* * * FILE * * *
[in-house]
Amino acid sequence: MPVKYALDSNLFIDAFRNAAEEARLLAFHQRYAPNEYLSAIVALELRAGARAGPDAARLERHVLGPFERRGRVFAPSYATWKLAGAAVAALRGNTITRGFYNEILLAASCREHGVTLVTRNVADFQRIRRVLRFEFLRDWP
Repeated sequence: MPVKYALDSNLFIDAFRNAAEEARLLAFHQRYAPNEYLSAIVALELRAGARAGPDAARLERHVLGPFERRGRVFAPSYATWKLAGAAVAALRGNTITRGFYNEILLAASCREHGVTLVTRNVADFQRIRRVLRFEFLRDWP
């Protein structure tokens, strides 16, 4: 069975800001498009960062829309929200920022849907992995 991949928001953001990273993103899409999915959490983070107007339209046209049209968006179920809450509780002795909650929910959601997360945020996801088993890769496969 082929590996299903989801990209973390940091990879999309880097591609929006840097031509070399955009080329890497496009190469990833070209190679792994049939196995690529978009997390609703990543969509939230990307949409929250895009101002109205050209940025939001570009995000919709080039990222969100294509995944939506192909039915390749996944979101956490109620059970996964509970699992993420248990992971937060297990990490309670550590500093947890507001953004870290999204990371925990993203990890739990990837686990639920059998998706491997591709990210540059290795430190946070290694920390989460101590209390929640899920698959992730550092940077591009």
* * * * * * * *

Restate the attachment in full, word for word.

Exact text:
[in-house]
Amino acid sequence: MPVKYALDSNLFIDAFRNAAEEARLLAFHQRYAPNEYLSAIVALELRAGARAGPDAARLERHVLGPFERRGRVFAPSYATWKLAGAAVAALRGNTITRGFYNEILLAASCREHGVTLVTRNVADFQRIRRVLRFEFLRDWP
Repeated sequence: MPVKYALDSNLFIDAFRNAAEEARLLAFHQRYAPNEYLSAIVALELRAGARAGPDAARLERHVLGPFERRGRVFAPSYATWKLAGAAVAALRGNTITRGFYNEILLAASCREHGVTLVTRNVADFQRIRRVLRFEFLRDWP
């Protein structure tokens, strides 16, 4: 069975800001498009960062829309929200920022849907992995 991949928001953001990273993103899409999915959490983070107007339209046209049209968006179920809450509780002795909650929910959601997360945020996801088993890769496969 082929590996299903989801990209973390940091990879999309880097591609929006840097031509070399955009080329890497496009190469990833070209190679792994049939196995690529978009997390609703990543969509939230990307949409929250895009101002109205050209940025939001570009995000919709080039990222969100294509995944939506192909039915390749996944979101956490109620059970996964509970699992993420248990992971937060297990990490309670550590500093947890507001953004870290999204990371925990993203990890739990990837686990639920059998998706491997591709990210540059290795430190946070290694920390989460101590209390929640899920698959992730550092940077591009």